Raising children with significant physical disabilities does not come without obstacles. I do not drive and so we rely solely on public transit while my wife is at work. Small steps, unshovelled sidewalks, garbage cans blocking our path all make our travels more frustrating than they really need to be. Working through the bureaucracy of having the school playground shovelled so that it was accessible to my daughter and her powerchair was mind blowing. In the end my sad girl asked me to please come to the school and shovel it for her so that she was not forced to sit inside at the office during recess. I did, and I did it again and I did it again because my little girl needed to know that I had her back no matter what.
The demands of raising any child are significant. My children are never going to grow up and move out. Every time a child with a shared diagnosis dies at a young age I remain thankful that my baby is now 26 year old. Respite is an important part of parenting, or so they say. Before COVID we had planned respite for our children once night a month. 2 personal support workers (PSWs) and a nurse would come to our house to care for the children for 6 glorious hours at a cost of about $120/hour paid for through our provincial health plan. It was an imperfect system of unfilled shifts and last minute cancellations. But having an evening to eat out together and run errands without our children was a nice luxury. It has been over a year since we have had anyone in our house and we will be rethinking what respite may look like when it is safe to restart. Raising children with inconsistent sleep patterns, high energy and a need for constant supervision really does mean that we need a few hours to ourselves.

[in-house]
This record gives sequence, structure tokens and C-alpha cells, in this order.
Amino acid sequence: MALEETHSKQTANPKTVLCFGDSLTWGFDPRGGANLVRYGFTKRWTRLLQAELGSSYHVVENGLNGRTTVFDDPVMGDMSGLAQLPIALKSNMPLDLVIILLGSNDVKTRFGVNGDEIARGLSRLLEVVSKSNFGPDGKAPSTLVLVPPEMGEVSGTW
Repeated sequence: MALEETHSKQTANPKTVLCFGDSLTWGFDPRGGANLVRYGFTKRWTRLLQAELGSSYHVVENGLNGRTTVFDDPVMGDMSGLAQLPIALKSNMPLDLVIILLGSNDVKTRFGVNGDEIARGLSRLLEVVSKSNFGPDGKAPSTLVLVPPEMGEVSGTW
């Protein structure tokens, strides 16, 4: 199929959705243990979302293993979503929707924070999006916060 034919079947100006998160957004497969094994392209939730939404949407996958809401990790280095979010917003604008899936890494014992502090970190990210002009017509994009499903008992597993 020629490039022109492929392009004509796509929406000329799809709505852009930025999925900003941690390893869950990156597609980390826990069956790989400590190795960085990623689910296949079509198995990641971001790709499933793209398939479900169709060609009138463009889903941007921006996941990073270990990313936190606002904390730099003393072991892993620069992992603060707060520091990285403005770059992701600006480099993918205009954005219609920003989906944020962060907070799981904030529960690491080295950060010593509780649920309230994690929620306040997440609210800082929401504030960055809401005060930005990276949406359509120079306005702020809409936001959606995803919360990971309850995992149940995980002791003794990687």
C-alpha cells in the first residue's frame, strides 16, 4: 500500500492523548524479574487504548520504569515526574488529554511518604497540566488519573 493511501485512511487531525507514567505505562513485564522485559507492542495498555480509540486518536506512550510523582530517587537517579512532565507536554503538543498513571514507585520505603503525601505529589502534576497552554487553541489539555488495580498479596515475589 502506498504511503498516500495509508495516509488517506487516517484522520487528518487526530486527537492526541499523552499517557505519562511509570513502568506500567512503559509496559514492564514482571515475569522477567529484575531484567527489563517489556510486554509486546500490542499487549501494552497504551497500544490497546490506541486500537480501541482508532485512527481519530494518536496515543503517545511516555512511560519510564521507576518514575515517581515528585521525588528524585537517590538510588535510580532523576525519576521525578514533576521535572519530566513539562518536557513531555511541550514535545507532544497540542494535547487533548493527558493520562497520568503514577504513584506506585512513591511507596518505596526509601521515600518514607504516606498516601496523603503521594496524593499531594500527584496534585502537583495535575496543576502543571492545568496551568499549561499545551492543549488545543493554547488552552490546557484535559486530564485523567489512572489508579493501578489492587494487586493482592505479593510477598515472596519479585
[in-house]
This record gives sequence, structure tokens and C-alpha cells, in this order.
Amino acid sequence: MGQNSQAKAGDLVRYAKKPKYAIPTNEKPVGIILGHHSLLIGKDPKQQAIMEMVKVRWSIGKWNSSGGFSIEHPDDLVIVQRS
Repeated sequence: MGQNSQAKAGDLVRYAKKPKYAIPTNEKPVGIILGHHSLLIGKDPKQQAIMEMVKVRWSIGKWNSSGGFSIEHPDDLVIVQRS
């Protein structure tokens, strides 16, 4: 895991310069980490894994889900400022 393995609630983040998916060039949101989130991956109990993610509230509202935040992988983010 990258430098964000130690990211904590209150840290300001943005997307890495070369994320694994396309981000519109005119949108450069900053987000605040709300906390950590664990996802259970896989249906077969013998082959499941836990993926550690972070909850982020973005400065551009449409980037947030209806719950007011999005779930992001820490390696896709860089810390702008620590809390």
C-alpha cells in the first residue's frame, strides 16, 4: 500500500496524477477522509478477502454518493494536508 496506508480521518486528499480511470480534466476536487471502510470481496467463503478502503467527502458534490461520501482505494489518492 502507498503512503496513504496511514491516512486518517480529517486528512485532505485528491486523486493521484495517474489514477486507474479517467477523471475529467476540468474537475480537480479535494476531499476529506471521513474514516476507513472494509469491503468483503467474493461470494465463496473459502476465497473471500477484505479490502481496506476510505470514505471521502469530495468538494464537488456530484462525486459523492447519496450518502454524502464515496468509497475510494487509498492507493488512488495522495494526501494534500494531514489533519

At this time we continue to shelter our children from COVID19. We closed our doors March 12, 2020 and have not reopened them. If COVID enters our home it will have devastating effects. We have no ability to distance ourselves from each other so respiratory viruses pass easily. Any respiratory virus is a risk to my boys, especially my little man. Even a simple cold leaves him needing oxygen support, completely reliant of being tube fed, and needing around the clock breathing treatments. It often also triggers seizures that can last over an hour. We have watched as the first wave of COVID came and subsided and then the second and now we watch the race between a third wave and the vaccines. We have not changed our behaviour since the first lockdown in Ontario in March 2020. My wife leaves once a week to enter one store to purchase groceries and any other supplies, we go for walks at non-peak times and we play on our driveway. Our lives have been paused for over a year now. We will not be able to safely resume social activities until our youngest can safely be vaccinated in another 8-12 months. While my boys are most likely to suffer severe consequences from a COVID19 infection, the current provincial triage protocol should medical care become stressed has not been lost on us. If there are not enough hospital or ICU beds, my children will be the first to be offered comfort care only. What that means is that they will be sedated so that they do not suffer but will not be given life saving treatments. If my adult children were to be hospitalized for any reason, with current COVID protocols in place, I may not be able to be with them in the hospital. Imagine me dropping my 26 year old off at an ER and not knowing if I would ever see him again. He is profoundly disabled and requires the care of a 10 month old. The thoughts are profound and could easily spiral if I allow them to.
Tonight I dream about a day when we can safely travel, explore our community and visit dear friends/family. I hope that one day our travels will be easier because the world will be more accessible. More places have ramped entries so that we can physically share space with others but we need to keep pushing for greater accessibility. If you want to invite my family in to your home or business we need a ramp. But then we also need a large enough space to maneuver once inside, a bathroom with plenty of space and a solid surface that can hold the weight of a large adult for personal care. We need the attitudes of those around us to reflect inclusion once we are able to share space. My children communicate loudly and often with squeals of delight. We may have loud meltdowns, we may deal with a seizure, provide tube feeding or medication and these all need to be okay. If you see us out some place please include us. It is okay to not know how to do it, we can show you how.